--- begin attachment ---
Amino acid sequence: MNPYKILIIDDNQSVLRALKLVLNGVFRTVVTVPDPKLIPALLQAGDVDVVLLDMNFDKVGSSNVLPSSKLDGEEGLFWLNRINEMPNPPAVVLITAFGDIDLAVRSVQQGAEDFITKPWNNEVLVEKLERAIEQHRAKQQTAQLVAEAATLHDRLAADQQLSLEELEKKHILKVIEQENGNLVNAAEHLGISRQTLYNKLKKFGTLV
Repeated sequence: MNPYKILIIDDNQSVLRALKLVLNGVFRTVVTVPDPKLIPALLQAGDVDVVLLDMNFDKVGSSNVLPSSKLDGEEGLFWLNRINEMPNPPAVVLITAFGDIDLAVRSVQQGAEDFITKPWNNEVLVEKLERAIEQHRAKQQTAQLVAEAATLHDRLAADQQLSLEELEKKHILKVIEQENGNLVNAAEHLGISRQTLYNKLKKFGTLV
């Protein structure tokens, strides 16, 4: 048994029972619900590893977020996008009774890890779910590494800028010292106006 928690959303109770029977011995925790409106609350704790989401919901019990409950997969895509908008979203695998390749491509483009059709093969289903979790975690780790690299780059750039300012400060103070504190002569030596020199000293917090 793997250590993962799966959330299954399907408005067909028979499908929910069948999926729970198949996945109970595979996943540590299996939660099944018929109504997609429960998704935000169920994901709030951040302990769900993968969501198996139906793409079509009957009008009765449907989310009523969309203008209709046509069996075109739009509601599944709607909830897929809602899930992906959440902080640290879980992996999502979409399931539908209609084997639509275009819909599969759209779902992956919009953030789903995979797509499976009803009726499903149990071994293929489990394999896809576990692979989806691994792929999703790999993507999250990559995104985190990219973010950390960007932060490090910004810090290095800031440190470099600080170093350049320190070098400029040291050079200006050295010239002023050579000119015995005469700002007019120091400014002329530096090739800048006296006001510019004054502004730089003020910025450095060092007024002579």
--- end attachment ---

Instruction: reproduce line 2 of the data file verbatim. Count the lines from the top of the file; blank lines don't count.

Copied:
Repeated sequence: MNPYKILIIDDNQSVLRALKLVLNGVFRTVVTVPDPKLIPALLQAGDVDVVLLDMNFDKVGSSNVLPSSKLDGEEGLFWLNRINEMPNPPAVVLITAFGDIDLAVRSVQQGAEDFITKPWNNEVLVEKLERAIEQHRAKQQTAQLVAEAATLHDRLAADQQLSLEELEKKHILKVIEQENGNLVNAAEHLGISRQTLYNKLKKFGTLV